Domestic abuse
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Domestic abuse

What is domestic abuse?

Anyone can be a victim of domestic abuse, regardless of gender, age, ethnicity, socio-economic status, sexuality or background.

Domestic abuse is not always physical violence. It can also include:

  • coercive control and ‘gaslighting’
  • economic abuse
  • online abuse
  • threats and intimidation
  • emotional abuse
  • sexual abuse

What signs to look for

If you believe that you or someone else could be a victim of domestic abuse, there are signs that you can look out for including:

  • being withdrawn, or being isolated from family and friends
  • having bruises, burns or bite marks
  • having finances controlled, or not being given enough to buy food or pay bills
  • not being allowed to leave the house, or stopped from going to college or work
  • having your internet or social media use monitored, or someone else reading your texts, emails or letters
  • being repeatedly belittled, put down or told you are worthless
  • being pressured into sex
  • being told that abuse is your fault, or that you’re overreacting

Help if you are not in immediate danger

If you, or someone you know, is being abused there is help and support available:

Codeword scheme

If you are experiencing domestic abuse and need immediate help, ask for ‘ANI’ in a participating pharmacy. ‘ANI’ stands for Action Needed Immediately but also phonetically sounds like the name Annie. If a pharmacy has the ‘Ask for ANI’ logo on display, it means they’re ready to help. They will offer you a private space, provide a phone and ask if you need support from the police or other domestic abuse support services.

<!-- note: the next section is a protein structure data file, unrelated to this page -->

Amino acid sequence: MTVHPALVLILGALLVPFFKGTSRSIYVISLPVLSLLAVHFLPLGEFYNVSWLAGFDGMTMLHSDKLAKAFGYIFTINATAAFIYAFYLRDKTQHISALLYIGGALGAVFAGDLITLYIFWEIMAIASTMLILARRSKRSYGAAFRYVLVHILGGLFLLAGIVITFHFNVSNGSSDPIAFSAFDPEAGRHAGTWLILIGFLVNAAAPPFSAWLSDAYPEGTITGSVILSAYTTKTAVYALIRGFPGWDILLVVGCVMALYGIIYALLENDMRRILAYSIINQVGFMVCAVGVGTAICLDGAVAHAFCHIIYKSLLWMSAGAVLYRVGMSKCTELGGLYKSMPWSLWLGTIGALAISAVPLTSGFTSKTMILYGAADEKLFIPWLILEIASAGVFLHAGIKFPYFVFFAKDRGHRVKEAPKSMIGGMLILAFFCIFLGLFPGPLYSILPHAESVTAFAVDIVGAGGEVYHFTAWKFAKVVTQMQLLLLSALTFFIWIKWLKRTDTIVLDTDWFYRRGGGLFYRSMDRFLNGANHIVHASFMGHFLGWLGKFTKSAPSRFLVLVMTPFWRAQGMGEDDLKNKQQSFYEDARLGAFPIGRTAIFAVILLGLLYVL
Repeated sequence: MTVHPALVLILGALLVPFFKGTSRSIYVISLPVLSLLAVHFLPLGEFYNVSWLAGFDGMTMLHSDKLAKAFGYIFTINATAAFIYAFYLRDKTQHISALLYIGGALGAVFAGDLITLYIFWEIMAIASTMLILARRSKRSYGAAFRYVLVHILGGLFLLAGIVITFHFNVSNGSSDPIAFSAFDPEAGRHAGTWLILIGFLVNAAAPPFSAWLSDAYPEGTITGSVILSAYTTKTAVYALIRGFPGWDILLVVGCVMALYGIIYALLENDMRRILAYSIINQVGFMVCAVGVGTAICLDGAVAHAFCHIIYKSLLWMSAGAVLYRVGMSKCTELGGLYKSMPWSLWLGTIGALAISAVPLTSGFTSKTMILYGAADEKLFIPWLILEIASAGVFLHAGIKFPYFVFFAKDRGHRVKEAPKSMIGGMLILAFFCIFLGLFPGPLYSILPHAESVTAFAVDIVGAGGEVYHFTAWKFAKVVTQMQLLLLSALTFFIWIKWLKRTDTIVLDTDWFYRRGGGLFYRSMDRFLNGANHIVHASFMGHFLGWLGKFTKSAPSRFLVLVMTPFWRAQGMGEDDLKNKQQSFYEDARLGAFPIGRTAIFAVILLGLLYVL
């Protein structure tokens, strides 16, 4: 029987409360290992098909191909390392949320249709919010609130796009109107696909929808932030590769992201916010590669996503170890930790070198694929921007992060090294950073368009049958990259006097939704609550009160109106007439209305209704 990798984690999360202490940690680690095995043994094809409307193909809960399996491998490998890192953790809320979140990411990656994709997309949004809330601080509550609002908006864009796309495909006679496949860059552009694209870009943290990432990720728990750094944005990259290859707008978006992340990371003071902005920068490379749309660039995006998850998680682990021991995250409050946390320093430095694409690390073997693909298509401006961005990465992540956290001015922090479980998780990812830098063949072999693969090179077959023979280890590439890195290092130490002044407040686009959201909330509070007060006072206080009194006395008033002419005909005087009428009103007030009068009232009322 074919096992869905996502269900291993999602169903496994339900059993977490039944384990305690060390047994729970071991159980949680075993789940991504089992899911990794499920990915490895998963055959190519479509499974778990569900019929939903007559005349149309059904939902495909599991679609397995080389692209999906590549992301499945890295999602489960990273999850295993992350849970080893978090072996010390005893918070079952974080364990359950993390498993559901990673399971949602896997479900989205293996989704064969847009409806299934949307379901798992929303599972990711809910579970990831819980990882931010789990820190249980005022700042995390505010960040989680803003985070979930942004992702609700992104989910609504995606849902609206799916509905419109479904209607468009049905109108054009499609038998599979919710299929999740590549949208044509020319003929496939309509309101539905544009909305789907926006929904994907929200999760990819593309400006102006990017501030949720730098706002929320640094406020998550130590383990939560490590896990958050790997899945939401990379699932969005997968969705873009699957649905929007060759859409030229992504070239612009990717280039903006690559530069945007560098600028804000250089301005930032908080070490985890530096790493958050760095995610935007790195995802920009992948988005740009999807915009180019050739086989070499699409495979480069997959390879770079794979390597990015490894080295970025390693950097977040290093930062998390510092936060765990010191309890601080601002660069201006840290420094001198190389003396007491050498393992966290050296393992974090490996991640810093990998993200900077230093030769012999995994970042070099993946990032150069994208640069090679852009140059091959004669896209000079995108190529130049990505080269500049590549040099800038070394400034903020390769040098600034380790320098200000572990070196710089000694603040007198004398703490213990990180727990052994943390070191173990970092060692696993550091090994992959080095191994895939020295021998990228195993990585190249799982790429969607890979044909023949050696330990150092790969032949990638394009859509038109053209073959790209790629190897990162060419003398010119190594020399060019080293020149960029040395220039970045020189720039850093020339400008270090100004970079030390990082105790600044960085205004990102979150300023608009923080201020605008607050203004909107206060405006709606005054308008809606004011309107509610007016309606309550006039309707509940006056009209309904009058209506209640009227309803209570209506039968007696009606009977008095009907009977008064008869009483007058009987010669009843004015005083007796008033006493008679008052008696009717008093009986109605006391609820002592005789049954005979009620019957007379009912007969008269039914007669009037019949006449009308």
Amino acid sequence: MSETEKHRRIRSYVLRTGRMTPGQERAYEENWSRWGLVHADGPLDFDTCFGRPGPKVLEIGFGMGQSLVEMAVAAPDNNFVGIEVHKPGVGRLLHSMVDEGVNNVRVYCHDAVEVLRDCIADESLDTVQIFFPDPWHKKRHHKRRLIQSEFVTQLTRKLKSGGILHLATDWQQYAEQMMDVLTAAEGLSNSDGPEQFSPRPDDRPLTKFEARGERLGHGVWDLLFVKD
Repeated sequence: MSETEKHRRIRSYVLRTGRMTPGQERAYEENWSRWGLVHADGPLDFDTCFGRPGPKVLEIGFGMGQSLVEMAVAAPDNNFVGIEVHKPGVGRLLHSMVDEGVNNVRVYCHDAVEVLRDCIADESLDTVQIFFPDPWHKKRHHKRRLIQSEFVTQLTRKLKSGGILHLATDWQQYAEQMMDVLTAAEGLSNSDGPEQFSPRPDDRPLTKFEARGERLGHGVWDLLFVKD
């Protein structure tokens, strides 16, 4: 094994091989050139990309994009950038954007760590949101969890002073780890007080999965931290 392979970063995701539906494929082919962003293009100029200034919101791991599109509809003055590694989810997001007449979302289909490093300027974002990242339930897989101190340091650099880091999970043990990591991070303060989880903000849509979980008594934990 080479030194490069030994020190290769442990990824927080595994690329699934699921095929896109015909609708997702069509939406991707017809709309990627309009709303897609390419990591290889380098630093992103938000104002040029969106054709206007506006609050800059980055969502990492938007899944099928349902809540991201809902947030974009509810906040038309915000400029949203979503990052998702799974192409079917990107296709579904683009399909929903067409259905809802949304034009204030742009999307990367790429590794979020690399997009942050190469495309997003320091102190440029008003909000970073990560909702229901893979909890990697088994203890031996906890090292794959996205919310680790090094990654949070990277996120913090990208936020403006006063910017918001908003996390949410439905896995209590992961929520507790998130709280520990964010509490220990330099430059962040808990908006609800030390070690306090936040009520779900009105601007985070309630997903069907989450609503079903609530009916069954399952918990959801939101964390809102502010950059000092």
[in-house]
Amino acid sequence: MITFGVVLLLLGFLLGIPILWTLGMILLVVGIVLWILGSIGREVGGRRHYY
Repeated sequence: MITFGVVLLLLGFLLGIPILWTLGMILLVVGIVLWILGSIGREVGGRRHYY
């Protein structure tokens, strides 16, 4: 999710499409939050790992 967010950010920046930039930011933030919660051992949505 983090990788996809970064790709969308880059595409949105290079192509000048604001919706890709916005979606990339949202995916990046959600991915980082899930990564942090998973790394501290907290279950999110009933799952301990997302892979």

Help if you are in immediate danger

Call 999 and ask for the police

If you are in danger and unable to talk on the phone, call 999 and listen to the questions from the operator and, if you can, respond by coughing or tapping on the handset.

Call 999 from a mobile

If prompted, press 55 to Make Yourself Heard and this will transfer your call to the police.Pressing 55 only works on mobiles and does not allow police to track your location.

Call 999 from a landline

If the operator can only hear background noise and cannot decide whether an emergency service is needed, you will be connected to a police call handler.

If you replace the handset, the landline may remain connected for 45 seconds in case you pick up again.

When 999 calls are made from landlines, information about your location should be automatically available to the call handlers to help provide a response.

If you are deaf or can’t verbally communicate

You can register with the emergency SMS service. Text REGISTER to 999. You will get a text which tells you what to do next. Do this when it is safe so you can text when you are in danger.